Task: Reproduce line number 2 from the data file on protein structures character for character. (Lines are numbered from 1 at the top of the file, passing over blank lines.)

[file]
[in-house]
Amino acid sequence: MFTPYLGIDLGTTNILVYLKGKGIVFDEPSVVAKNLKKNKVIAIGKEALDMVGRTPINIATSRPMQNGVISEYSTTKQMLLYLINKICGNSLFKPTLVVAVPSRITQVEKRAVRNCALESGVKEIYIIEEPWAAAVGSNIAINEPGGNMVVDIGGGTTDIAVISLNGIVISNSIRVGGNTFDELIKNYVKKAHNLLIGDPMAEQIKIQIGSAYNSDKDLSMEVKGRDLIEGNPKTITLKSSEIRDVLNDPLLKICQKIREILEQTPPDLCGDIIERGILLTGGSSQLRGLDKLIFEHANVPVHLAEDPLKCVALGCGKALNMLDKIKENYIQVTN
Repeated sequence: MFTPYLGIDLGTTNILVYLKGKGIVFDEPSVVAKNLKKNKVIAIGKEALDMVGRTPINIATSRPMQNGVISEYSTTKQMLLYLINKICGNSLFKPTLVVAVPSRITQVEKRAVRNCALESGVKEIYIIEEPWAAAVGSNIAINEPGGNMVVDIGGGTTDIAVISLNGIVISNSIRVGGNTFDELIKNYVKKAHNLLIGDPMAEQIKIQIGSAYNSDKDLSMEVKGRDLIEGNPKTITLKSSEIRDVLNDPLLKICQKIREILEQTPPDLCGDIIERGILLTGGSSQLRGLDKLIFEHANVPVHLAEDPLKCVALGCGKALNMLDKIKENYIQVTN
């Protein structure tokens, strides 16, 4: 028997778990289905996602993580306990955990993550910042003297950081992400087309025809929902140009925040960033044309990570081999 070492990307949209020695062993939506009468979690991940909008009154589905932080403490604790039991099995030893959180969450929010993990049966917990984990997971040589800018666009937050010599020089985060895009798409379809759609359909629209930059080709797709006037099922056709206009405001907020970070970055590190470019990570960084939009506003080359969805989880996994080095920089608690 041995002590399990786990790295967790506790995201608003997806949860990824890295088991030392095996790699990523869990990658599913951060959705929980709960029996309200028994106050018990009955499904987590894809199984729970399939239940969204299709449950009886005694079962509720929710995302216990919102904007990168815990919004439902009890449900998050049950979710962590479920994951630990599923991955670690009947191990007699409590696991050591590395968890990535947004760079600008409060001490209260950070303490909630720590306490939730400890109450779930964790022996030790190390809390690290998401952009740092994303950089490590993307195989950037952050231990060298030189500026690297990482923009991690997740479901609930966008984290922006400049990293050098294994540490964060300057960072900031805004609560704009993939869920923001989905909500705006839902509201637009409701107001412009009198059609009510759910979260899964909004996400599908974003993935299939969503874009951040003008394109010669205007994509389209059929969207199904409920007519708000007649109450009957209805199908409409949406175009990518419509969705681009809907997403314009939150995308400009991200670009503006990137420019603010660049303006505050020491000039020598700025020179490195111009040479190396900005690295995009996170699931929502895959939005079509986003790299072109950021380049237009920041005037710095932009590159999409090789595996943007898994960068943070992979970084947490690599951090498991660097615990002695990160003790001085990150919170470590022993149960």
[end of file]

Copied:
Amino acid sequence: MFTPYLGIDLGTTNILVYLKGKGIVFDEPSVVAKNLKKNKVIAIGKEALDMVGRTPINIATSRPMQNGVISEYSTTKQMLLYLINKICGNSLFKPTLVVAVPSRITQVEKRAVRNCALESGVKEIYIIEEPWAAAVGSNIAINEPGGNMVVDIGGGTTDIAVISLNGIVISNSIRVGGNTFDELIKNYVKKAHNLLIGDPMAEQIKIQIGSAYNSDKDLSMEVKGRDLIEGNPKTITLKSSEIRDVLNDPLLKICQKIREILEQTPPDLCGDIIERGILLTGGSSQLRGLDKLIFEHANVPVHLAEDPLKCVALGCGKALNMLDKIKENYIQVTN